in parkour however, everything is viewed as an obstacle that can be used to create movement


When I was in primary school, I never learned how to cartwheel or handstand - the thought of flipping upside down stopped me, as I've spent a long time learning how to keep my feet beneath me. I liked to climb, though - there was a three-tiered platform in the local playground, taller than a house. I rarely used the ladders or stairs, but I didn't climb it to find new ways up. I climbed it because I liked running as fast as I could before jumping down... sailing out into space, landing softly, and running on to the next obstacle.

Sometimes, I lose perspective. Life gets me down, problems loom in the way, and I'm frozen in my tracks.

Eventually I see things for what they are, adapt, and go around them. If not for the forced changes in direction, I might have run straight through life without ever seeing the scenery.

perhaps there is another way to move forward, a way which hasn't been explored yet?
morsla: (lookin)
Once, a cancelled train would frustrate me. I'd fume alongside the other disgruntled commuters, channeling low-grade hate like devoted little cogs in the machine, fuelling the public transport system with stress and fear. Ever wondered where that morning vibe comes from on a train? It's not the air you're breathing, or the decor. You're swimming in a morass of confused thoughts and worries, emotions not shed but smeared on the surrounding world. It fills your pores and drags you down - and then you get to start your workday.

One solution, perhaps, is to diffuse that frustration throughout all the structures that enclose you. By remembering how much I would rather be outdoors, the need to be cooped up in a car/tram/bus/train was broken. A delay is just a pause, an excuse to be ouside again.

I have had every second train home cancelled in the past week, but I'm the loon who grins and keeps walking to the end of the platform, laughing at the drones huddled out of the rain. I'm glad for my brief glimpses of the weather. Glad enough that I'll happily wait in the rain, remembering what it feels like to walk away from an office filled with dry air and the hum of fans. I won't stay in an office forever.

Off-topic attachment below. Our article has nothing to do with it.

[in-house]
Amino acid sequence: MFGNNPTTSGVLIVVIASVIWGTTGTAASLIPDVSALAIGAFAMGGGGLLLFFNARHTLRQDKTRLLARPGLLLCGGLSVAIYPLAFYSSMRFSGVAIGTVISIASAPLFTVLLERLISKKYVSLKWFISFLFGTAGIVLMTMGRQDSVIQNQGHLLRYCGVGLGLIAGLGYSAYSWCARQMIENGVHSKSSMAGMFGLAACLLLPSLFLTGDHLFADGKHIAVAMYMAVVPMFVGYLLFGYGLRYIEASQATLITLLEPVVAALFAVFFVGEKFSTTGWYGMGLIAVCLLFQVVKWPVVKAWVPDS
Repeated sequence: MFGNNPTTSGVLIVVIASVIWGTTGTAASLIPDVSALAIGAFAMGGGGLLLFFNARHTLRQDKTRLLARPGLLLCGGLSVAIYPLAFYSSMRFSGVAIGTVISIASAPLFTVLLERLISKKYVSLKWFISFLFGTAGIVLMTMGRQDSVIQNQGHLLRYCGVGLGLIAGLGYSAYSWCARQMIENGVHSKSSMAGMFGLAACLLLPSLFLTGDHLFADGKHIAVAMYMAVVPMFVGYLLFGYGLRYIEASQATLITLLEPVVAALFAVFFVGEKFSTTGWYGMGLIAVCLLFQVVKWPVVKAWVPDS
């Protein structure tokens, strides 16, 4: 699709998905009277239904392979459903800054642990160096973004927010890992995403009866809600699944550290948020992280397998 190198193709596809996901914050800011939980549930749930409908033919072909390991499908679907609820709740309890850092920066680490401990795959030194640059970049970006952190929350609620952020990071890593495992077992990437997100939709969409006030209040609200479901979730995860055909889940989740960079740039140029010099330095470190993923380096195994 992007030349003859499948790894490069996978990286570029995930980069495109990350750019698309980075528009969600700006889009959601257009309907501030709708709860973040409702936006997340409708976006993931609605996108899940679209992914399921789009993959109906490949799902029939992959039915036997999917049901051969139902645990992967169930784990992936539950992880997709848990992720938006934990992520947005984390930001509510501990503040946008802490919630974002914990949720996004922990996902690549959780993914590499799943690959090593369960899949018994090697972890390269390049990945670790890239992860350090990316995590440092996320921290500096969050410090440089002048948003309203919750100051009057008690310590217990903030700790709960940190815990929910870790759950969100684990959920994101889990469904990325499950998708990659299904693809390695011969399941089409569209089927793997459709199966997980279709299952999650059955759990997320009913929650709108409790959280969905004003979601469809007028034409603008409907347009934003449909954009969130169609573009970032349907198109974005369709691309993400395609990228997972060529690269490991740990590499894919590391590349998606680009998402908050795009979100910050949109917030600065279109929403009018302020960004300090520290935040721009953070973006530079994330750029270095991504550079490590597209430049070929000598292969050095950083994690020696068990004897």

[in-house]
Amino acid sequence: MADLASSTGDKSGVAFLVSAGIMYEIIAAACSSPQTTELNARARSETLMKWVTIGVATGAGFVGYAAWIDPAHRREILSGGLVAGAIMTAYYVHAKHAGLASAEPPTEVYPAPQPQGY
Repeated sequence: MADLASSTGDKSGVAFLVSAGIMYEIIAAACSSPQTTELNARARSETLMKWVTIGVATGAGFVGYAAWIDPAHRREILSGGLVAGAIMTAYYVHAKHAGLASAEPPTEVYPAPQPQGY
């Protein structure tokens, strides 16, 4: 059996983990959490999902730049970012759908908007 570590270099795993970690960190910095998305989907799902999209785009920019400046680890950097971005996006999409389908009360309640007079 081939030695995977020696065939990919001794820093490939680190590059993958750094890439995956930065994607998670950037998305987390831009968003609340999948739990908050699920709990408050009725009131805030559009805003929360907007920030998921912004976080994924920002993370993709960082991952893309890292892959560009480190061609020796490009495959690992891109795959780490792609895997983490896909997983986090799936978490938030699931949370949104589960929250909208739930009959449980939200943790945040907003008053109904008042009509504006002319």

Sometime soon, I want to go back to the beach. When winter starts to settle in, and the wind blows a gale. When I can walk blindly into the wind, remembering all the times I've walked that path before; alone, and with company. That fine line where the sand meets the sea keeps changing, but I remember where my footsteps were.

I must keep reminding myself of this...

If there were no rewards to reap
No loving embrace to see me through
this tedious path I’ve chosen here
I certainly would’ve walked away

By now...
morsla: (Default)
KOYAANISQATSI:
ko.yaa.nis.katsi (from the Hopi language), n. 1. crazy life. 2. life in turmoil. 3. life disintegrating. 4. life out of balance. 5. a state of life that calls for another way of living.
Life is strange. Earlier this year, I finally discovered the difference between "working hours" and "evenings" - if you aren't working and studying, then you have less work to do in the evening. Bizarre. How do people survive, without work seeping into every element of life?

Over the last few days, I discovered a similar distinction between "week" and "weekend." I did all the things that there's no time for during the week, avoided all the things I would normally fill a week with, and felt as though I really was in a different place and time. Life is out of balance... but in that good way.